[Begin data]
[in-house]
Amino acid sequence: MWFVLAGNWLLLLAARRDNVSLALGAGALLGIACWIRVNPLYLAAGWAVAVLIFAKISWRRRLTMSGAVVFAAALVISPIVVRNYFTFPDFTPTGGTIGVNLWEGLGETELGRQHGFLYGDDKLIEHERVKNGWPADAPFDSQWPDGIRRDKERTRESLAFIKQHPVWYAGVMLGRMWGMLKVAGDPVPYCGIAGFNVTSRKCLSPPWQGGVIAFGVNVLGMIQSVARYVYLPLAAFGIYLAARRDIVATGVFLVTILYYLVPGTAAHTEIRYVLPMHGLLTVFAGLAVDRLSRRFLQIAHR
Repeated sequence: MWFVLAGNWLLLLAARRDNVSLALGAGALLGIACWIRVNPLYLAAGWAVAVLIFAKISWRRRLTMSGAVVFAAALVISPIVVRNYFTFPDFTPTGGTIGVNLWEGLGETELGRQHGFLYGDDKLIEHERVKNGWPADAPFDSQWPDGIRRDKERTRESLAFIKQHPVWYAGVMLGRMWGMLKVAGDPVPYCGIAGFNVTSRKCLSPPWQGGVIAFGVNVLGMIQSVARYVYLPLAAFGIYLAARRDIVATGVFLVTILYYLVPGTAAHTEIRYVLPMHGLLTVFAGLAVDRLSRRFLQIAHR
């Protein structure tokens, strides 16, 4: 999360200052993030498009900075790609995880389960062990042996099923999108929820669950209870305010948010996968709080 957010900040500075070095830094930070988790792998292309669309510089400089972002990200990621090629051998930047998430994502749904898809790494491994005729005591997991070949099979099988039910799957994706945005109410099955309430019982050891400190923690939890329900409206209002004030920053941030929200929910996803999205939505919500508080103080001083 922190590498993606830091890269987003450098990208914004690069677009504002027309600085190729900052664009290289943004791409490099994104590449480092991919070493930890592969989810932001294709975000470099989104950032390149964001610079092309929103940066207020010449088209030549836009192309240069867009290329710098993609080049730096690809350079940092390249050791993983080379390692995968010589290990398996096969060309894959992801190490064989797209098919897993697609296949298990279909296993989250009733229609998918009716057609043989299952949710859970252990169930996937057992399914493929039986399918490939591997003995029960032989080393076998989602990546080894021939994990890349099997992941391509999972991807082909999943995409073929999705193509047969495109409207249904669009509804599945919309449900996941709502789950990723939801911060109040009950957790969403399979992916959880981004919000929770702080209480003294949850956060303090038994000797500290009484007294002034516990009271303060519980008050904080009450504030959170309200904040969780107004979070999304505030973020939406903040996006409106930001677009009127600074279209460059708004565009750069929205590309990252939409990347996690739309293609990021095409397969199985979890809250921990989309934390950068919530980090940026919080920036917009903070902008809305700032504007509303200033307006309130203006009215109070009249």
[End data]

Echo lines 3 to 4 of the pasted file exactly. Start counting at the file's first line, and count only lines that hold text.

Repeated sequence: MWFVLAGNWLLLLAARRDNVSLALGAGALLGIACWIRVNPLYLAAGWAVAVLIFAKISWRRRLTMSGAVVFAAALVISPIVVRNYFTFPDFTPTGGTIGVNLWEGLGETELGRQHGFLYGDDKLIEHERVKNGWPADAPFDSQWPDGIRRDKERTRESLAFIKQHPVWYAGVMLGRMWGMLKVAGDPVPYCGIAGFNVTSRKCLSPPWQGGVIAFGVNVLGMIQSVARYVYLPLAAFGIYLAARRDIVATGVFLVTILYYLVPGTAAHTEIRYVLPMHGLLTVFAGLAVDRLSRRFLQIAHR
């Protein structure tokens, strides 16, 4: 999360200052993030498009900075790609995880389960062990042996099923999108929820669950209870305010948010996968709080 957010900040500075070095830094930070988790792998292309669309510089400089972002990200990621090629051998930047998430994502749904898809790494491994005729005591997991070949099979099988039910799957994706945005109410099955309430019982050891400190923690939890329900409206209002004030920053941030929200929910996803999205939505919500508080103080001083 922190590498993606830091890269987003450098990208914004690069677009504002027309600085190729900052664009290289943004791409490099994104590449480092991919070493930890592969989810932001294709975000470099989104950032390149964001610079092309929103940066207020010449088209030549836009192309240069867009290329710098993609080049730096690809350079940092390249050791993983080379390692995968010589290990398996096969060309894959992801190490064989797209098919897993697609296949298990279909296993989250009733229609998918009716057609043989299952949710859970252990169930996937057992399914493929039986399918490939591997003995029960032989080393076998989602990546080894021939994990890349099997992941391509999972991807082909999943995409073929999705193509047969495109409207249904669009509804599945919309449900996941709502789950990723939801911060109040009950957790969403399979992916959880981004919000929770702080209480003294949850956060303090038994000797500290009484007294002034516990009271303060519980008050904080009450504030959170309200904040969780107004979070999304505030973020939406903040996006409106930001677009009127600074279209460059708004565009750069929205590309990252939409990347996690739309293609990021095409397969199985979890809250921990989309934390950068919530980090940026919080920036917009903070902008809305700032504007509303200033307006309130203006009215109070009249």